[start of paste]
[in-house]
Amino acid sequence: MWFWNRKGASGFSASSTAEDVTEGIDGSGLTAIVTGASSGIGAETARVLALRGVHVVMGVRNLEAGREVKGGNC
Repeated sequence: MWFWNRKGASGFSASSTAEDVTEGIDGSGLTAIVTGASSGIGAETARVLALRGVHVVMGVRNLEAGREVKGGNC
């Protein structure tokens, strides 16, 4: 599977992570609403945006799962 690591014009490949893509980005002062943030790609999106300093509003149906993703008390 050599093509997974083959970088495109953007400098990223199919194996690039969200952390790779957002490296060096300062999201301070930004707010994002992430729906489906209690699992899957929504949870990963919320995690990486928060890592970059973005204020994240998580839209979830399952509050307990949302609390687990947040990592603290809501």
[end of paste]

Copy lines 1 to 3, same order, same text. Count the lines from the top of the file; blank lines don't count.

[in-house]
Amino acid sequence: MWFWNRKGASGFSASSTAEDVTEGIDGSGLTAIVTGASSGIGAETARVLALRGVHVVMGVRNLEAGREVKGGNC
Repeated sequence: MWFWNRKGASGFSASSTAEDVTEGIDGSGLTAIVTGASSGIGAETARVLALRGVHVVMGVRNLEAGREVKGGNC